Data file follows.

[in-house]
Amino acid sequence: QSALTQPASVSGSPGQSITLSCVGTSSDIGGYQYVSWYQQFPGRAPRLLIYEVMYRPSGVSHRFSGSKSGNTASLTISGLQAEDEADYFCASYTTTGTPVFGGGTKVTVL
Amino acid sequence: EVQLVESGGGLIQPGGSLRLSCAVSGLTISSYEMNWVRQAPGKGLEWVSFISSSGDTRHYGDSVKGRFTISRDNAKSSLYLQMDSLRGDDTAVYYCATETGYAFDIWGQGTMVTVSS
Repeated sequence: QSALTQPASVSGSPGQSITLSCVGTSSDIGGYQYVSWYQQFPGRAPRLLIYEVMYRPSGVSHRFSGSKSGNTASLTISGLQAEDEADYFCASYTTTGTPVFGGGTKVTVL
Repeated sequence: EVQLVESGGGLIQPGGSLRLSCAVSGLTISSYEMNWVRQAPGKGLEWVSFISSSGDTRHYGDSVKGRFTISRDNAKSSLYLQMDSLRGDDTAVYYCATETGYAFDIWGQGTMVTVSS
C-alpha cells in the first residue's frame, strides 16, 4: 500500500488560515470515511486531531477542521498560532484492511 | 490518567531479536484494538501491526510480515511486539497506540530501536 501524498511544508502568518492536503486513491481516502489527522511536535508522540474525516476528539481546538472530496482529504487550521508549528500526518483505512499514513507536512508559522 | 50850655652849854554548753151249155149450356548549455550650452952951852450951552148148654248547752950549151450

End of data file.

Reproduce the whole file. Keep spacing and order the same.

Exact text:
[in-house]
Amino acid sequence: QSALTQPASVSGSPGQSITLSCVGTSSDIGGYQYVSWYQQFPGRAPRLLIYEVMYRPSGVSHRFSGSKSGNTASLTISGLQAEDEADYFCASYTTTGTPVFGGGTKVTVL
Amino acid sequence: EVQLVESGGGLIQPGGSLRLSCAVSGLTISSYEMNWVRQAPGKGLEWVSFISSSGDTRHYGDSVKGRFTISRDNAKSSLYLQMDSLRGDDTAVYYCATETGYAFDIWGQGTMVTVSS
Repeated sequence: QSALTQPASVSGSPGQSITLSCVGTSSDIGGYQYVSWYQQFPGRAPRLLIYEVMYRPSGVSHRFSGSKSGNTASLTISGLQAEDEADYFCASYTTTGTPVFGGGTKVTVL
Repeated sequence: EVQLVESGGGLIQPGGSLRLSCAVSGLTISSYEMNWVRQAPGKGLEWVSFISSSGDTRHYGDSVKGRFTISRDNAKSSLYLQMDSLRGDDTAVYYCATETGYAFDIWGQGTMVTVSS
C-alpha cells in the first residue's frame, strides 16, 4: 500500500488560515470515511486531531477542521498560532484492511 | 490518567531479536484494538501491526510480515511486539497506540530501536 501524498511544508502568518492536503486513491481516502489527522511536535508522540474525516476528539481546538472530496482529504487550521508549528500526518483505512499514513507536512508559522 | 50850655652849854554548753151249155149450356548549455550650452952951852450951552148148654248547752950549151450